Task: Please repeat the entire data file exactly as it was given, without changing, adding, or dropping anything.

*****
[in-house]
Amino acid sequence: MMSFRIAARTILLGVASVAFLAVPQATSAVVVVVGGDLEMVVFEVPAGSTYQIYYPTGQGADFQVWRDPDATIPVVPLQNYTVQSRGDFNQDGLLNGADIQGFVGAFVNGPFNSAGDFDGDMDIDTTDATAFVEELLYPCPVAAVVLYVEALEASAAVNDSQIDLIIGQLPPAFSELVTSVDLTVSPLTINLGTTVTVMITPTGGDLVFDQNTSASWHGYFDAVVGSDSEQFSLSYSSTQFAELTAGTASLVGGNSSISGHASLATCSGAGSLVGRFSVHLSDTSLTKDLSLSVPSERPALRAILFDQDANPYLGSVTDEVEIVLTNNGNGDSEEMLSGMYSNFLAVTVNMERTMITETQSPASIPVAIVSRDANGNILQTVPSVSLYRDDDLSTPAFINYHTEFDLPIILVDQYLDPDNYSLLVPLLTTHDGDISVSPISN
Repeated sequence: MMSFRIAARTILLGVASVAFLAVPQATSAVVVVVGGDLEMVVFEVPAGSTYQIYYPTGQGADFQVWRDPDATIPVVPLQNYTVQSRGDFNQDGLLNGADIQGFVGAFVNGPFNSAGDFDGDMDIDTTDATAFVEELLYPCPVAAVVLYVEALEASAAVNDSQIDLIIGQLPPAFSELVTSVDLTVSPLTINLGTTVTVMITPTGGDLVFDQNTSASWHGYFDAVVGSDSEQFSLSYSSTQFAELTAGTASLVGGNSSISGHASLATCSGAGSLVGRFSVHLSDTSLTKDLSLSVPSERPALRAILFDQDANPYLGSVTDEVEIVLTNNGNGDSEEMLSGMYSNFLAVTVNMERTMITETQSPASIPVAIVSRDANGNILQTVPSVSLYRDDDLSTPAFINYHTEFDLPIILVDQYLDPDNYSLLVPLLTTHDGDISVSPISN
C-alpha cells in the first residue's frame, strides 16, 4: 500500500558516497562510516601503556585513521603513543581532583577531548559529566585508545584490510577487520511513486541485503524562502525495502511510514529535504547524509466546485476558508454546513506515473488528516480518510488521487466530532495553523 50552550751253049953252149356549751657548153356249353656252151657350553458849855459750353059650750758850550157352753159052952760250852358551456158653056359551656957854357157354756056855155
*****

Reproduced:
[in-house]
Amino acid sequence: MMSFRIAARTILLGVASVAFLAVPQATSAVVVVVGGDLEMVVFEVPAGSTYQIYYPTGQGADFQVWRDPDATIPVVPLQNYTVQSRGDFNQDGLLNGADIQGFVGAFVNGPFNSAGDFDGDMDIDTTDATAFVEELLYPCPVAAVVLYVEALEASAAVNDSQIDLIIGQLPPAFSELVTSVDLTVSPLTINLGTTVTVMITPTGGDLVFDQNTSASWHGYFDAVVGSDSEQFSLSYSSTQFAELTAGTASLVGGNSSISGHASLATCSGAGSLVGRFSVHLSDTSLTKDLSLSVPSERPALRAILFDQDANPYLGSVTDEVEIVLTNNGNGDSEEMLSGMYSNFLAVTVNMERTMITETQSPASIPVAIVSRDANGNILQTVPSVSLYRDDDLSTPAFINYHTEFDLPIILVDQYLDPDNYSLLVPLLTTHDGDISVSPISN
Repeated sequence: MMSFRIAARTILLGVASVAFLAVPQATSAVVVVVGGDLEMVVFEVPAGSTYQIYYPTGQGADFQVWRDPDATIPVVPLQNYTVQSRGDFNQDGLLNGADIQGFVGAFVNGPFNSAGDFDGDMDIDTTDATAFVEELLYPCPVAAVVLYVEALEASAAVNDSQIDLIIGQLPPAFSELVTSVDLTVSPLTINLGTTVTVMITPTGGDLVFDQNTSASWHGYFDAVVGSDSEQFSLSYSSTQFAELTAGTASLVGGNSSISGHASLATCSGAGSLVGRFSVHLSDTSLTKDLSLSVPSERPALRAILFDQDANPYLGSVTDEVEIVLTNNGNGDSEEMLSGMYSNFLAVTVNMERTMITETQSPASIPVAIVSRDANGNILQTVPSVSLYRDDDLSTPAFINYHTEFDLPIILVDQYLDPDNYSLLVPLLTTHDGDISVSPISN
C-alpha cells in the first residue's frame, strides 16, 4: 500500500558516497562510516601503556585513521603513543581532583577531548559529566585508545584490510577487520511513486541485503524562502525495502511510514529535504547524509466546485476558508454546513506515473488528516480518510488521487466530532495553523 50552550751253049953252149356549751657548153356249353656252151657350553458849855459750353059650750758850550157352753159052952760250852358551456158653056359551656957854357157354756056855155